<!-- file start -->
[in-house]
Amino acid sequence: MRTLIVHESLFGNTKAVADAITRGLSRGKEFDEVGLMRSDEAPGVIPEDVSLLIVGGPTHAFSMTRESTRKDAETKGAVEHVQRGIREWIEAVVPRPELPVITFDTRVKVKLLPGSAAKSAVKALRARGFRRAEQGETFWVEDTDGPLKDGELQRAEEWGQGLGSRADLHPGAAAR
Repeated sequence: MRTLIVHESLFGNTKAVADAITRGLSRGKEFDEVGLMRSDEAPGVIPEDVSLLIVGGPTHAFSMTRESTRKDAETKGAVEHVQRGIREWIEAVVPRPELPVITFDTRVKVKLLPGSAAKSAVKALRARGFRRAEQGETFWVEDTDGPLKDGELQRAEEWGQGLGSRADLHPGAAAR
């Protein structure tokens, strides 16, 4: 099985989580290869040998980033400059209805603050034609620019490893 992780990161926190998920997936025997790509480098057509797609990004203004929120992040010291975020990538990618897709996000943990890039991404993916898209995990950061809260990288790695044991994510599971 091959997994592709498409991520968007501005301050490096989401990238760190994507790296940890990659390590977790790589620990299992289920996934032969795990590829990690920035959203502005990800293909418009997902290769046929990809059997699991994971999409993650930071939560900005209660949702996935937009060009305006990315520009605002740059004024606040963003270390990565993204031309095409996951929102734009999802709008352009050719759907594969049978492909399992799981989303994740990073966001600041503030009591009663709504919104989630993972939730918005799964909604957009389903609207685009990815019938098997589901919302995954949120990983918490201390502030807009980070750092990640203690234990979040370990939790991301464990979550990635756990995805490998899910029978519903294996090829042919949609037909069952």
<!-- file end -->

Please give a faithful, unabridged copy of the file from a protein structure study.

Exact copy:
[in-house]
Amino acid sequence: MRTLIVHESLFGNTKAVADAITRGLSRGKEFDEVGLMRSDEAPGVIPEDVSLLIVGGPTHAFSMTRESTRKDAETKGAVEHVQRGIREWIEAVVPRPELPVITFDTRVKVKLLPGSAAKSAVKALRARGFRRAEQGETFWVEDTDGPLKDGELQRAEEWGQGLGSRADLHPGAAAR
Repeated sequence: MRTLIVHESLFGNTKAVADAITRGLSRGKEFDEVGLMRSDEAPGVIPEDVSLLIVGGPTHAFSMTRESTRKDAETKGAVEHVQRGIREWIEAVVPRPELPVITFDTRVKVKLLPGSAAKSAVKALRARGFRRAEQGETFWVEDTDGPLKDGELQRAEEWGQGLGSRADLHPGAAAR
């Protein structure tokens, strides 16, 4: 099985989580290869040998980033400059209805603050034609620019490893 992780990161926190998920997936025997790509480098057509797609990004203004929120992040010291975020990538990618897709996000943990890039991404993916898209995990950061809260990288790695044991994510599971 091959997994592709498409991520968007501005301050490096989401990238760190994507790296940890990659390590977790790589620990299992289920996934032969795990590829990690920035959203502005990800293909418009997902290769046929990809059997699991994971999409993650930071939560900005209660949702996935937009060009305006990315520009605002740059004024606040963003270390990565993204031309095409996951929102734009999802709008352009050719759907594969049978492909399992799981989303994740990073966001600041503030009591009663709504919104989630993972939730918005799964909604957009389903609207685009990815019938098997589901919302995954949120990983918490201390502030807009980070750092990640203690234990979040370990939790991301464990979550990635756990995805490998899910029978519903294996090829042919949609037909069952």